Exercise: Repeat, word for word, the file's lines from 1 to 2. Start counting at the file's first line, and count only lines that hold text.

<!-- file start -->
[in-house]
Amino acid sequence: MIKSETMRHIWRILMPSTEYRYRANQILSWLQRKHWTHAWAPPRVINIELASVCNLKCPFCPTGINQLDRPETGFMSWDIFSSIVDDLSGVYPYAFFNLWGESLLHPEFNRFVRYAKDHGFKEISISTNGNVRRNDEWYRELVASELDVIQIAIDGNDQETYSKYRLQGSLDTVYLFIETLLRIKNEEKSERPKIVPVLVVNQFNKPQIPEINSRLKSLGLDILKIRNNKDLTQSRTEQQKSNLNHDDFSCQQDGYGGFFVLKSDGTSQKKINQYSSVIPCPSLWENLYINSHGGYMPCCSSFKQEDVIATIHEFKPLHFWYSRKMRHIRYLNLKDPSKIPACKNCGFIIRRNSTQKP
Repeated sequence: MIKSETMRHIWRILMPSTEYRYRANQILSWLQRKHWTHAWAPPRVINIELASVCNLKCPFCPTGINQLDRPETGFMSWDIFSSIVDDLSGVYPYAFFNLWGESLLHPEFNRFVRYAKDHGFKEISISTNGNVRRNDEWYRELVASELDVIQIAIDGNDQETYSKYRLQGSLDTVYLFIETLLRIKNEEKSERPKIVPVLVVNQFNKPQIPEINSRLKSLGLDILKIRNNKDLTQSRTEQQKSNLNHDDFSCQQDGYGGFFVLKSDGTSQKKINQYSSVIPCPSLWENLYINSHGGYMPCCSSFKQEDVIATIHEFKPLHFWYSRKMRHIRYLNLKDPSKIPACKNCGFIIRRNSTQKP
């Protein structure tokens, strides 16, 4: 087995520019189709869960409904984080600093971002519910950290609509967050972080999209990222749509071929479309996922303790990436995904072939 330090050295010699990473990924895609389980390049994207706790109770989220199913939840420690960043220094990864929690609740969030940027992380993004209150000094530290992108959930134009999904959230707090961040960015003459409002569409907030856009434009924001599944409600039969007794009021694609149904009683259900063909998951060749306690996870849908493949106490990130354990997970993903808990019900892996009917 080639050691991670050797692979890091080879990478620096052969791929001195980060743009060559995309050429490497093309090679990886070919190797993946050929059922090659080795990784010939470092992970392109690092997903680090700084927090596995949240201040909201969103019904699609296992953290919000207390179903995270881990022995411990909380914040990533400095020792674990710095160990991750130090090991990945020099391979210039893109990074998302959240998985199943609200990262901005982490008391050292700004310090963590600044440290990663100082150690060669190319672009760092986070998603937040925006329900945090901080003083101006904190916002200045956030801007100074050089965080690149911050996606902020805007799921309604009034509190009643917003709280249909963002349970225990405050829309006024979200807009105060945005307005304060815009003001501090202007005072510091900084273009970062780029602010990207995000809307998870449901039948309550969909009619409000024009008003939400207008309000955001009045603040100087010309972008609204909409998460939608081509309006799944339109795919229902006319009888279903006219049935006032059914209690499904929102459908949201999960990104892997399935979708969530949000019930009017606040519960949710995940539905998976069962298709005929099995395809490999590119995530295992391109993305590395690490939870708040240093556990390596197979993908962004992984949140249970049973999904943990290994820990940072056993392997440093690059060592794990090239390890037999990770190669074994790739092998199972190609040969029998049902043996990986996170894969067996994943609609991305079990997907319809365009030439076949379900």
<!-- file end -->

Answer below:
[in-house]
Amino acid sequence: MIKSETMRHIWRILMPSTEYRYRANQILSWLQRKHWTHAWAPPRVINIELASVCNLKCPFCPTGINQLDRPETGFMSWDIFSSIVDDLSGVYPYAFFNLWGESLLHPEFNRFVRYAKDHGFKEISISTNGNVRRNDEWYRELVASELDVIQIAIDGNDQETYSKYRLQGSLDTVYLFIETLLRIKNEEKSERPKIVPVLVVNQFNKPQIPEINSRLKSLGLDILKIRNNKDLTQSRTEQQKSNLNHDDFSCQQDGYGGFFVLKSDGTSQKKINQYSSVIPCPSLWENLYINSHGGYMPCCSSFKQEDVIATIHEFKPLHFWYSRKMRHIRYLNLKDPSKIPACKNCGFIIRRNSTQKP